Fijian soldiers who served in British army taking legal action against UK Govt

A group of Commonwealth-born veterans who served for the British army are taking legal action against the UK government.

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The eight soldiers were deemed illegal immigrants. Source: 1 NEWS

The eight Fijian nationals, who all served in Iraq and Afghanistan, allege the Ministry of Defence and Home Office failed to help them apply for permanent residency in the UK when they left the army leaving them for years in limbo and uncertainty.

From 2001, Taitusi Ratucaucau, 49, served in the military for 10 years as part of the Royal Logistics Corp and felt angry and betrayed he was classified as an illegal immigrant.

Taitusi Ratucaucau, who served in the military for 10 years as part of the Royal Logistics Corp. Source: Supplied

The father-of-three is undergoing physio at a central London hospital after surgeons removed a tumour from his brain but because he’s an illegal immigrant, the NHS billed him $55,000 for medical fees.

"I was surprised to see the price. I can’t believe it ... I don’t have this money - what do you expect me to do?" Mr Ratucaucau said.

His plight and fight for justice first broke on The Guardian and has attracted sympathy and money, enough to cover the medical costs. It's all thanks to well-known Pacific Island advocate, Dan Leo, who lives just on the outskirts of London.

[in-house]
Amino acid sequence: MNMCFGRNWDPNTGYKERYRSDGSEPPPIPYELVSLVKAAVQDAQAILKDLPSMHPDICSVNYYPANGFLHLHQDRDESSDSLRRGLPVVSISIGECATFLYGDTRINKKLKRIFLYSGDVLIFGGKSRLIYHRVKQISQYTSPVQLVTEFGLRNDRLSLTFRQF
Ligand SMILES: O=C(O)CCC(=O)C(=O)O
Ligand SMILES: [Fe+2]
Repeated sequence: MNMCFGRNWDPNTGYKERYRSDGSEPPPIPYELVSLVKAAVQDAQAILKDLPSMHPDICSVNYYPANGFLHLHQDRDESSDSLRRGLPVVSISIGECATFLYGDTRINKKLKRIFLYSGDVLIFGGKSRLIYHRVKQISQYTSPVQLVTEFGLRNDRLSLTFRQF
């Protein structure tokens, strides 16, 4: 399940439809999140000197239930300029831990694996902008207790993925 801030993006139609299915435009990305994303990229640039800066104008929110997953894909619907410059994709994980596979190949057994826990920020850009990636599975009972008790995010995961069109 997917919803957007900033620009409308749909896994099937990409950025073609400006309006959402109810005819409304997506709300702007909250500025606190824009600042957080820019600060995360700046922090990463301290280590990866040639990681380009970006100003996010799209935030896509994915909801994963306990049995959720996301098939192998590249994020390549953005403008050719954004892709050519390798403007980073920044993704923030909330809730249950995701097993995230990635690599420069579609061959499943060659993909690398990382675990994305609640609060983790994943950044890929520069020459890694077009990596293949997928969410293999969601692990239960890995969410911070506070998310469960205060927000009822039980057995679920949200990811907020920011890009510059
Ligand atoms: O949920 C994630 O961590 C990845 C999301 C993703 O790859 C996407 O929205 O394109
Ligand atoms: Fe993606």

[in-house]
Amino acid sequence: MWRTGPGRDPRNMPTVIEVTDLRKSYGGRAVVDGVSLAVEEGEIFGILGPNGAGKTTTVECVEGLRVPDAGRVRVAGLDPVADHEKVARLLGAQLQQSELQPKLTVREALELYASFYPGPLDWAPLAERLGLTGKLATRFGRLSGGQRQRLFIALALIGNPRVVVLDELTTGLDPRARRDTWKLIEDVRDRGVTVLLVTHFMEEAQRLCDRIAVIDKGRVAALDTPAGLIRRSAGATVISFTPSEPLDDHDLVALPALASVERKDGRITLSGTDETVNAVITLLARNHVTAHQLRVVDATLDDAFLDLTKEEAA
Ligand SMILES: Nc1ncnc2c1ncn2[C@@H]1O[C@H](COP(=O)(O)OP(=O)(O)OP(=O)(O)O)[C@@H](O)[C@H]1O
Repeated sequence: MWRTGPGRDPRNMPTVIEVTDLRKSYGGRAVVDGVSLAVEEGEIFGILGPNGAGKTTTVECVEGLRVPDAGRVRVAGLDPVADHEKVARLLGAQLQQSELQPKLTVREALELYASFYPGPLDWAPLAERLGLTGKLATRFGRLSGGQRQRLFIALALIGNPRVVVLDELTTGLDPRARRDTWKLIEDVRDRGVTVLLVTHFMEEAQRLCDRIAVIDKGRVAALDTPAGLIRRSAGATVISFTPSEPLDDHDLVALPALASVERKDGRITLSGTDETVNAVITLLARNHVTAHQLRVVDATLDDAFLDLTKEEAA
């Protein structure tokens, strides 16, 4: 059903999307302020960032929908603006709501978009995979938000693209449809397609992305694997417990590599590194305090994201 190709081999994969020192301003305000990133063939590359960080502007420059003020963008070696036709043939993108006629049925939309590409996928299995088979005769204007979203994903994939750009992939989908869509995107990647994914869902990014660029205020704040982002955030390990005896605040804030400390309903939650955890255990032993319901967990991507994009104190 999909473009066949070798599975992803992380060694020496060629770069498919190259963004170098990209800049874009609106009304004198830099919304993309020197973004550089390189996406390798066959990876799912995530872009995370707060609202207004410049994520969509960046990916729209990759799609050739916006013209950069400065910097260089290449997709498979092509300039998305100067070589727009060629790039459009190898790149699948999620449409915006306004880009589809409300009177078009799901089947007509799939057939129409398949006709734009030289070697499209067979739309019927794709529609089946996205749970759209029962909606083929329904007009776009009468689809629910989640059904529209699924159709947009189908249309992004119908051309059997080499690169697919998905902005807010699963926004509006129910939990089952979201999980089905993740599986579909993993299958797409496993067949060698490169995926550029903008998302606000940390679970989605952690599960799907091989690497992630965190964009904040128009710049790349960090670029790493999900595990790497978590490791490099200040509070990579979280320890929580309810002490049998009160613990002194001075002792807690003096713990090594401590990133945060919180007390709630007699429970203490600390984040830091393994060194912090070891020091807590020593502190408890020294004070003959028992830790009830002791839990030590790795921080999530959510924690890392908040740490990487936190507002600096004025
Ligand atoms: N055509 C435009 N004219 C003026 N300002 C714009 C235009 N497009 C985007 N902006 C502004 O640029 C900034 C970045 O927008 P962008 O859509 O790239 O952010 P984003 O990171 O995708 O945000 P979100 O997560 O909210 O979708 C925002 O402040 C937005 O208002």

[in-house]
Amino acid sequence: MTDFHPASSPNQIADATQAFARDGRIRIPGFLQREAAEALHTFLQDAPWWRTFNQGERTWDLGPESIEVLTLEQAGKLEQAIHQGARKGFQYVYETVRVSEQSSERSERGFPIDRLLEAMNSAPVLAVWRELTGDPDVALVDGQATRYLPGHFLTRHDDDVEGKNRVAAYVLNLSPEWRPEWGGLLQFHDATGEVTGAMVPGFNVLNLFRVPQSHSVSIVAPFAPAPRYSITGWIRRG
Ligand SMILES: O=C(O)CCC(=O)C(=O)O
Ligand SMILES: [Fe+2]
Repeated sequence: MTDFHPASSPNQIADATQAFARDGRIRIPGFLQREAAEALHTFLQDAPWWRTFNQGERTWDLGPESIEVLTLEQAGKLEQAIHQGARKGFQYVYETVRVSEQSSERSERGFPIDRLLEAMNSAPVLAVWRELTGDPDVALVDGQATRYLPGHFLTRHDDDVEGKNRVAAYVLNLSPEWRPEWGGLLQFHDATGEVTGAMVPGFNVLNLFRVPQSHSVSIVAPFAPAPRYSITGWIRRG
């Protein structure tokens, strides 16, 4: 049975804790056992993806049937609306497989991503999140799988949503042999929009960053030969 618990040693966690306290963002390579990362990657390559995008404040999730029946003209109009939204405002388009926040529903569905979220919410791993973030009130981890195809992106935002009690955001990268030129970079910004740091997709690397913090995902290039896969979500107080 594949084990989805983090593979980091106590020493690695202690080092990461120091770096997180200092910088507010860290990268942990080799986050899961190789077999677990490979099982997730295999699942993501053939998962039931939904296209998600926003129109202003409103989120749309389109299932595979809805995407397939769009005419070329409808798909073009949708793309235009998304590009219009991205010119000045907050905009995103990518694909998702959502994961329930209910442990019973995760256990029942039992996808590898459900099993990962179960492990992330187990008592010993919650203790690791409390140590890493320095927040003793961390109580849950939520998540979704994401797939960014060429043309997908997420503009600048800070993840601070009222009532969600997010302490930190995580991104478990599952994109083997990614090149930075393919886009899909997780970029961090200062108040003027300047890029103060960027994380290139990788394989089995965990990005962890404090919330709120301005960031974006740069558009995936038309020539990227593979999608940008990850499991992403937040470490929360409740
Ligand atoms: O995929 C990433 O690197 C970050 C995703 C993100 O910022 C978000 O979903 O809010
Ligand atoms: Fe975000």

"Now the task moves to fundraising for his family's permanent residence, which is in the vicinity of another £9000 (NZ$17,961)," Mr Leo said.

Commonwealth veterans Remesio Waqaliva and Tevita Cabealawa are also in limbo despite serving Queen and country in conflict zones for 18 years combined.

The former armed forces personnel say they can’t afford to pay the exorbitant visa fees to apply to stay and for a family, the cost would be tens of thousands of dollars.

"It's depressing. I’ve got a family to look after and I haven’t got a job so I have to depend on my wife for the bringing up of our kids," Mr Waqaliva said.

"It's been tough as well. We couldn’t find jobs. Most of the jobs ask whether you have visas so they can see you're eligible," Mr Cabealawa added.

The barrister representing the group, Sarah Pinder from Goldsmith Chambers, told 1 NEWS there’s been a failure to inform of the correct processes to retain legal immigration and this case could trigger more claims.

A government spokesperson would not comment on the individual case because of ongoing legal proceedings.

The spokesperson said "the service of all members of the armed forces including Commonwealth nationals is highly valued."